The Level control sets the transparency level of the pixels in the mask channel. When the value is 1.0, the mask is completely opaque (unless it has a soft edge). Lower values cause the mask to be partially transparent. The result is identical to lowering the blend control of an effect.

This control selects the filtering algorithm used when applying Soft Edge to the mask.

  • Box: This is the fastest method but at reduced quality. Box is best suited for minimal amounts of blur.
  • Bartlett: Otherwise known as a Pyramid filter, Bartlett makes a good compromise between speed and quality.
  • Multi-box: When selecting this filter, the Num Passes slider appears and lets you control the quality. At 1 and 2 passes, results are identical to Box and Bartlett, respectively. At 4 passes and above, results are usually as good as Gaussian, in less time and with no edge “ringing.”
  • Gaussian: The Gaussian filter uses a true Gaussian approximation and gives excellent results, but it is a little slower than the other filters. In some cases, it can produce an extremely slight edge “ringing” on floating-point pixels.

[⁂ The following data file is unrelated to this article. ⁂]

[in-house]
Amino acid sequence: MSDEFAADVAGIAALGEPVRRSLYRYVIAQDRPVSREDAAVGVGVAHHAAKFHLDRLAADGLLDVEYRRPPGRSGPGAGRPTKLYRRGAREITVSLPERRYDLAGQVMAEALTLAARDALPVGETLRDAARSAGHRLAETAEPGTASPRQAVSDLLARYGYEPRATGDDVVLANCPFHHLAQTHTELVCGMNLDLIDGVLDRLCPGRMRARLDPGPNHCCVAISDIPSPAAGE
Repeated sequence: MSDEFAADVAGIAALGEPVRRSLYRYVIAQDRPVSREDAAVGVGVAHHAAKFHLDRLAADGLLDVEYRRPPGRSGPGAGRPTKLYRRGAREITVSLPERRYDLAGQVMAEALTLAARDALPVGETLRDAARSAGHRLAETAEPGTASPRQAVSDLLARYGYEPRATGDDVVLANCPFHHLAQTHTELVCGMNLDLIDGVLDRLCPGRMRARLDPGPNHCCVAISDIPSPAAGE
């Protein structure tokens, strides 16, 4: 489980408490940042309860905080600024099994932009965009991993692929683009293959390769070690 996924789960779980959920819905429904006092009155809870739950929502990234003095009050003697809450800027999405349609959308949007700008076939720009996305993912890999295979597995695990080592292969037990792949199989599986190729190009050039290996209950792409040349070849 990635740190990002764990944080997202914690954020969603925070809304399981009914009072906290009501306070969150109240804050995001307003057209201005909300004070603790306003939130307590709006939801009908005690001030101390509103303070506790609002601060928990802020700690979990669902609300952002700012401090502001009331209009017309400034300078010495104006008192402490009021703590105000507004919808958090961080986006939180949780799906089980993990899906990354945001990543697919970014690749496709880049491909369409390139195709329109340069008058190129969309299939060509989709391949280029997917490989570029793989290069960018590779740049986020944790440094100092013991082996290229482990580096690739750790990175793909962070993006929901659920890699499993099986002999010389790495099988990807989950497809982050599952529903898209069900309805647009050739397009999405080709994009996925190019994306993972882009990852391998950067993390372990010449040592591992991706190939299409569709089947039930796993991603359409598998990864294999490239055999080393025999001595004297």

Soft Edge
Use the Soft Edge slider to blur (feather) the mask, using the selected filter. Higher values cause the edge to fade off well beyond the boundaries of the mask. A value of 0.0 creates a crisp, well-defined edge.

Border Width
The Border Width control adjusts the thickness of the mask’s edge. When the solid checkbox is toggled on, the border thickens or narrows the mask. When the mask is not solid, the mask shape draws as an outline, and the width uses the Border Width setting.

Paint Mode
Connecting a mask to the effect mask input displays the Paint mode menu. The Paint mode is used to determine how the incoming mask for the effect mask input and the mask created in the node are combined.